In order to avoid ageing effects, only fresh samples (less than 3 h after the sacrifice of the specimens) were investigated, initially in physiological solution (PBS pH 7.4). Then, samples were exposed to an acidified PBS solution (pH2) and subsequently investigated in this same solution for a maximum of 1 h. Experiments could not be extended for a much longer time as the mucus blankets could eventually dissolve (Supplementary Information, Section 1). This experimental time constraint, along with the time required to perform a measurement (few minutes between completion of successive force measurements on different lateral positions), allowed the acquisition on average of only 10 force measurements on each sample on each of the tested solutions. Statistics could not be improved by investigating several samples from the same specimen as the time since the sacrifice of the animal and, therefore, the unavoidable ageing would have been different. Instead, results obtained on samples from different specimens were compared.

Analysis of Force Spectroscopy Data

A self-written routine in Matlab (The MathWorks, Natick, MA) was used to analyze raw force spectroscopy data, which in our case consisted in vertical PSD signals monitored over time. First, time was converted into distance by scaling with the appropriate speed value (see above). Then, the PSD vertical signal corresponding to zero deflection was calculated by averaging its value over a window of positions far enough from the contact or adhesion regions, and subsequently subtracting this offset from the corresponding PSD vertical signal. The PSD vertical signal was then converted into cantilever vertical deflection units by scaling with a factor obtained from a linear fit of the contact region of force curves obtained on clean mica surfaces. The cantilever deflection, d, was related to the probed force, F, by the cantilever spring constant, k, obtained from thermal noise analysis42:


For approach curves, the point where mechanical contact between tip and sample was established was found by fitting the contact region of the curve with the JKR elasticity model23. Specifically, the deformation of the sample, δ, can be expressed by:

$$\delta =z-{z}_{0}-d$$

where z is the sample displacement and z0 is the contact point. In the JKR model, the indentation for a sphere-planar geometry is given by:

$$\delta =\frac{{r}_{c}^{2}}{R}-\frac{4}{3}\sqrt{\frac{{r}_{c}{F}_{adh}}{RK}}$$

where R is the radius of the sphere, Fadh the adhesive force, and rc is the contact radius which can be expressed as:


and where K:


where E is the Young modulus of the sample, and ν the Poisson’s ratio of the sample. According to recent investigations43, a value of 0.4 for ν was used.

Thus, in the JKR model:


By using Eq. 6 to fit force curves in the cantilever deflection vs sample displacement representation it is possible to find the not only the contact point, z0, but also the Young modulus of the sample, E. Then, sample vertical position was converted to real probe-sample distance by adding the corresponding cantilever deflection:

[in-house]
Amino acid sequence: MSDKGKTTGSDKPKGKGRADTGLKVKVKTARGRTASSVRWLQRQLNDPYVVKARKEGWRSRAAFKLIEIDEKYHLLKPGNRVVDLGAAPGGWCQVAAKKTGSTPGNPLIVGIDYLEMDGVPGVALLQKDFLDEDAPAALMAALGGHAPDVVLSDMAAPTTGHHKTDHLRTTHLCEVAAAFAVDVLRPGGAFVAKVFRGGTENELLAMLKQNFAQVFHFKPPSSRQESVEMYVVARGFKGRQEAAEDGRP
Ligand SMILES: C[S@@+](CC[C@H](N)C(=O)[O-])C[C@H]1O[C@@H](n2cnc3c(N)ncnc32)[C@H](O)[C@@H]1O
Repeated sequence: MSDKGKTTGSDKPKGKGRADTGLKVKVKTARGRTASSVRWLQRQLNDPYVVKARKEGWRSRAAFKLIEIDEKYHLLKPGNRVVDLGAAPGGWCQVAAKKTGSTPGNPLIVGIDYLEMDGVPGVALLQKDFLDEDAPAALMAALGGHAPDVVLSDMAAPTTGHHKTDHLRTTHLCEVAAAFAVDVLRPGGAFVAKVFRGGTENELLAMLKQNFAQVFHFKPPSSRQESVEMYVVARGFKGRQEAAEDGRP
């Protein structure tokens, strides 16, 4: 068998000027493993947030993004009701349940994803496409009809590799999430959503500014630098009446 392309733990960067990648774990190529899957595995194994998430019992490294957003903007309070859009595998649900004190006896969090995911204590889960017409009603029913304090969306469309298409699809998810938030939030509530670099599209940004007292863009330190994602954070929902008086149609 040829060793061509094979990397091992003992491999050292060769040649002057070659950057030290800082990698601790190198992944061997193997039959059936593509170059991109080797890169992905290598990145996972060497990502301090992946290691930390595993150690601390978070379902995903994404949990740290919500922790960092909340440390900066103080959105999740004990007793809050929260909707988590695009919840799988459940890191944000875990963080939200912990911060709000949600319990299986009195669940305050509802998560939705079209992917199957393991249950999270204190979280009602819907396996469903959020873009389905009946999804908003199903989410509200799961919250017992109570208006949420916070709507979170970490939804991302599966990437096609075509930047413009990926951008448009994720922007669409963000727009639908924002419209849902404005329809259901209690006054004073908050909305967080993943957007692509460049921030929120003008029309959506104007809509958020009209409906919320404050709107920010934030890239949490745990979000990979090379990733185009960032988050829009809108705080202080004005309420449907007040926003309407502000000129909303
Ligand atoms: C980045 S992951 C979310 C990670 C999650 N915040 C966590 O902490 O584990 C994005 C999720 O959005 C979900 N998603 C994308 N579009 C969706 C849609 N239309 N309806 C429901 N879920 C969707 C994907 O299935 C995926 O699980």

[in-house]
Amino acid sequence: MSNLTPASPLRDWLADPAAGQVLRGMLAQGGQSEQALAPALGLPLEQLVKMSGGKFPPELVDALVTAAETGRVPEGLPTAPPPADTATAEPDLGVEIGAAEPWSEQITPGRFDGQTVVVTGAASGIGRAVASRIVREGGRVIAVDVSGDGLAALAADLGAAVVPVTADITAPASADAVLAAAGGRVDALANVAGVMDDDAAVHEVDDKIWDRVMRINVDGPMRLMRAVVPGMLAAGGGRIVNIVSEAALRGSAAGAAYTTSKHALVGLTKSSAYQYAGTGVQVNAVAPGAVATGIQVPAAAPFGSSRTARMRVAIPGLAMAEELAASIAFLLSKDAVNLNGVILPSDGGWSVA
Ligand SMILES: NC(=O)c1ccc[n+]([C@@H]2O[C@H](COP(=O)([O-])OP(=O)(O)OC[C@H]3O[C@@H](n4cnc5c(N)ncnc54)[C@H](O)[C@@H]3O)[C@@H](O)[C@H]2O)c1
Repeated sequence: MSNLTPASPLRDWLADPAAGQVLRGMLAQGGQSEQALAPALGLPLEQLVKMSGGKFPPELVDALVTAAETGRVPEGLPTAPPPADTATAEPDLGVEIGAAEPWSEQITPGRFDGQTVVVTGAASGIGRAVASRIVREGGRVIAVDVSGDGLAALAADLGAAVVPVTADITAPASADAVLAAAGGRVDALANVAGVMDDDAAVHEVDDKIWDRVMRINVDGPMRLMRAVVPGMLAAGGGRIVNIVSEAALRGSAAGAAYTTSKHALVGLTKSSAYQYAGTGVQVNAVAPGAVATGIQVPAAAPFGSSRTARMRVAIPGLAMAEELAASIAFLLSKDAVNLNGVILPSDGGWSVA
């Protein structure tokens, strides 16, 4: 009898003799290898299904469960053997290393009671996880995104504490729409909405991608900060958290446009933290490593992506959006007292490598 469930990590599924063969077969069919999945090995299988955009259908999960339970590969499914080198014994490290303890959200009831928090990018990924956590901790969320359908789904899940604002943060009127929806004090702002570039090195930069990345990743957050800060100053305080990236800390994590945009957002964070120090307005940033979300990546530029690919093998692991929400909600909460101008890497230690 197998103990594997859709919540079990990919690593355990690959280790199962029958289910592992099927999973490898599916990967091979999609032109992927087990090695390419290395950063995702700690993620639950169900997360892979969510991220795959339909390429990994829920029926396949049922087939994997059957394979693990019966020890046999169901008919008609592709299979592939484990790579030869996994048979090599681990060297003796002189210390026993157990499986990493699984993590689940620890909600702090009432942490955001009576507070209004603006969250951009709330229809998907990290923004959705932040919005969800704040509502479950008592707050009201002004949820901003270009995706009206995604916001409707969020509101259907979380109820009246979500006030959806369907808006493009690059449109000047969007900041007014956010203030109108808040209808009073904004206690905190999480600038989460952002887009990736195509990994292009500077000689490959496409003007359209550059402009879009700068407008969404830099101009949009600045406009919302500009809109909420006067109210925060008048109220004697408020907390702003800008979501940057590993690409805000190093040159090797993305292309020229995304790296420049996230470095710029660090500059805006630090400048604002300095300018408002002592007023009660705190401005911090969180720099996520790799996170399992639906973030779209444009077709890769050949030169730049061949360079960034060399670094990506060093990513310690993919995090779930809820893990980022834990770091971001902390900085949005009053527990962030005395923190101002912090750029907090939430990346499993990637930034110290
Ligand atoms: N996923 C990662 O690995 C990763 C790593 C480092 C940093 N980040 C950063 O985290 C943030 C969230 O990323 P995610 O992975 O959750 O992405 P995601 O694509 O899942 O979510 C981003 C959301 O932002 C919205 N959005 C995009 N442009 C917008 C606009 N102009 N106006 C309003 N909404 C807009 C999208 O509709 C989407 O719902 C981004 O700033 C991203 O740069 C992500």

and subsequently to forces by using Eq. 1.

In accordance with previous studies24, 25, the bridging forces observed while approaching probe and sample were fitted with an exponentially decaying function:

$${F}_{bridging}({d}_{ts})=-{F}_{b0}\cdot \exp (-\frac{{d}_{ts}}{{\lambda }_{b}})$$

The adhesion observed when withdrawing probe and sample was characterized in terms of the adhesion energy per unit area. For this, first the work of adhesion, Wadh, was obtained by computing the area under the baseline in the force curves. Then, Wadh was scaled by the maximum sample contact area in order to take into account differences in probe size and sample elasticity. Specifically, the contact radius at the maximum applied load, rc, was estimated from the fit of the corresponding approach force curve to the JKR model. Then the maximum sample contact area for each curve was calculated as:

$${A}_{{\rm{\max }}}=\pi \cdot {r}_{c}^{2}({F}_{{\rm{\max }}})$$

and the adhesion energy per unit area, wadh, was estimated as:

$${w}_{adh}=\frac{{W}_{adh}}{{A}_{{\rm{\max }}}}$$

Thus, for each force measurement we could estimate the Young modulus of the sample, the strength and characteristic length of the bridging interaction, Fb0 and λb, and the adhesion energy per unit area, wadh. As commented in the previous section, because of ageing effects and the long acquisition time needed for each measurement, only a small number of force curves could be obtained on each sample. As a consequence, the set of these quantities obtained from the analysis of the force measurement on a single sample could not be properly described by a normal distribution (with the corresponding mean and standard deviation values). Thus, median values and boxplot representations (where the central mark indicates the median, the bottom and top edges of the box indicate the 25th and 75th percentiles, respectively, and the whiskers extend to the most extreme data points) were used to present the distribution of the analyzed quantities. Finally, for analyzing the significance of the variations induced in these quantities by changes in the ambient pH, p-values from two sample t-tests were used.

Data availability

The authors declare that the data supporting the findings of this study are available within the paper and its supplementary information files.